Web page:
A spokesperson for West Suffolk NHS Foundation Trust said they were sorry for any upset this change had caused at their hospital.
They added: “Although home births can seem a logical option in the current climate of social distancing, they can require additional resources from the hospital, as well as from the ambulance service if there is an urgent need to bring you and your baby in.
“Home births are also unsuitable for women who may or do have coronavirus, because of the extra monitoring and medical help that might be needed to keep mum and baby safe.”
Jo from Suffolk Babies, who is also chair of the Maternity Voices Partnership (MPV) NHS working group for Ipswich Hospital, said there had been some worry from pregnant mums as currently only the consultant-led ward, Deben, is available, not the midwife-led ward, Brook.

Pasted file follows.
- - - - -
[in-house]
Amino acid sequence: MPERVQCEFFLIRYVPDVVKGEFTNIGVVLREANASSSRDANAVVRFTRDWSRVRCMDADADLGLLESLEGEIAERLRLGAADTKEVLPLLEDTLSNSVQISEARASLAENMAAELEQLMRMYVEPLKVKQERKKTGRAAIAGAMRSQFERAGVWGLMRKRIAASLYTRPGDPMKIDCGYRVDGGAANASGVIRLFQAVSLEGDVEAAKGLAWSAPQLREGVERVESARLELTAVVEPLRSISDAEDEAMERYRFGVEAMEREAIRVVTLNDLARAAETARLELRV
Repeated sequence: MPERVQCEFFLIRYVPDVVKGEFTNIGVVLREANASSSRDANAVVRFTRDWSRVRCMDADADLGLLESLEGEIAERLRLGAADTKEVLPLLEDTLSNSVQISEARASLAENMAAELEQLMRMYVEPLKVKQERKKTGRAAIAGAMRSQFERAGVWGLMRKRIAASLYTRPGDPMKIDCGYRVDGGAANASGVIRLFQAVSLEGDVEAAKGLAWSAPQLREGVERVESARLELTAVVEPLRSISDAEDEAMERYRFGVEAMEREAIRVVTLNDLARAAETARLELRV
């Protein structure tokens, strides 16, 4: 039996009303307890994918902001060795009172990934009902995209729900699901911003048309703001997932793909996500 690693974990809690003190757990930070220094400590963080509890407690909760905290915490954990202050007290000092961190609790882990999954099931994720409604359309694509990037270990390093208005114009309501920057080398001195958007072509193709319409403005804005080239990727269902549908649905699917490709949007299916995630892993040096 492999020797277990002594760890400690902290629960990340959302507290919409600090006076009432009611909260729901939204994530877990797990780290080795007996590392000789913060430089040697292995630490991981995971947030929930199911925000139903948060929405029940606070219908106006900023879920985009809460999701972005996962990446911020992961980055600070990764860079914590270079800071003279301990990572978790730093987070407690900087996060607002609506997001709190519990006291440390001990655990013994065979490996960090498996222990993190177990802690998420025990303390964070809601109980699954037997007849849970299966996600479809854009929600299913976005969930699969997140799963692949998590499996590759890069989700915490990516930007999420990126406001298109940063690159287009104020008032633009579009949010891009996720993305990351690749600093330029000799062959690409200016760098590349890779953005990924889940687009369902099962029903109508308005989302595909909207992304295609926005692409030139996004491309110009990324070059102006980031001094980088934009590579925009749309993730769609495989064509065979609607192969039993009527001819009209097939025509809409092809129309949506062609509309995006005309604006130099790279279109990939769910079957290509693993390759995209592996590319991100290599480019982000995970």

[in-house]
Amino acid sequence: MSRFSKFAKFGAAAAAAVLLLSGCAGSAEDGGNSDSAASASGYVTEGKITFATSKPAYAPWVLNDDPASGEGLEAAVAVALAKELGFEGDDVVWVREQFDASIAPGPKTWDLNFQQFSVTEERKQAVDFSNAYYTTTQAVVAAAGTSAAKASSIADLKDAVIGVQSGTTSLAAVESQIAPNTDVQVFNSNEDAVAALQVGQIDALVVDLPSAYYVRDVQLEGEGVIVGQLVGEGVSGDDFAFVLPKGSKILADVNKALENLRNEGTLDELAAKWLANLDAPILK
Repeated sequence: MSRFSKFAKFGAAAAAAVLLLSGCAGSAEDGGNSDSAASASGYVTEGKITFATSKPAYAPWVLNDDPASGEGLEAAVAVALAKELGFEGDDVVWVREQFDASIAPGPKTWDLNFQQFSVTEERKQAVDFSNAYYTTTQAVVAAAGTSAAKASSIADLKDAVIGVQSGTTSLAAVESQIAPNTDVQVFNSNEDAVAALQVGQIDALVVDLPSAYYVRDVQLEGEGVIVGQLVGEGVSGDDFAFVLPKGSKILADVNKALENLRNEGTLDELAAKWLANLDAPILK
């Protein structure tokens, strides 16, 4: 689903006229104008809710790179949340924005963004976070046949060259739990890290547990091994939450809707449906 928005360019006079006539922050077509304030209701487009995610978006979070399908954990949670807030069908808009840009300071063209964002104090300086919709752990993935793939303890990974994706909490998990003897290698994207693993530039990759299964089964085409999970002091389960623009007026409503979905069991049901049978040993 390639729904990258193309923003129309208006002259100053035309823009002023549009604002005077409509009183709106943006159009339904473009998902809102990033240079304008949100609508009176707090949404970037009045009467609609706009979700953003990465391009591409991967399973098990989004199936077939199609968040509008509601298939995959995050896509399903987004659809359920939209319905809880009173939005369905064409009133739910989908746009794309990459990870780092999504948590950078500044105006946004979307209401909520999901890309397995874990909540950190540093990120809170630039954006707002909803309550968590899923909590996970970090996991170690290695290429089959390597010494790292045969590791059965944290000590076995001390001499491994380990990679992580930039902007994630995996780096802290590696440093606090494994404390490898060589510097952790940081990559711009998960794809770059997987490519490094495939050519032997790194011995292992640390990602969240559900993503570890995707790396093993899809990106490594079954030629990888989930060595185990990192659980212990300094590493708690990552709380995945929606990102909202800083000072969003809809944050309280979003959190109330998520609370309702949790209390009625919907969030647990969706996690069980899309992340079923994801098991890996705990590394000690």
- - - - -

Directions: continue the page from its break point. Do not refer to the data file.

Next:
She said a midwife-led service was still available within Deben.
But Jo said: “Women are automatically presuming they are going to give birth in a really hospitalised environment, but the rooms in Deben have been set up to look like a really beautiful birthing environment with candles and access to water.”
‘The NHS staff deserve a huge applause for what they are doing’
Jo said all support services were trying to do their best in a really difficult situation.
She said midwives were “absolutely amazing” for the care and support they were offering families during these strained times.
She added: “The clinicians are going above and beyond to offer a level of personalised care. It’s incredible what they are doing.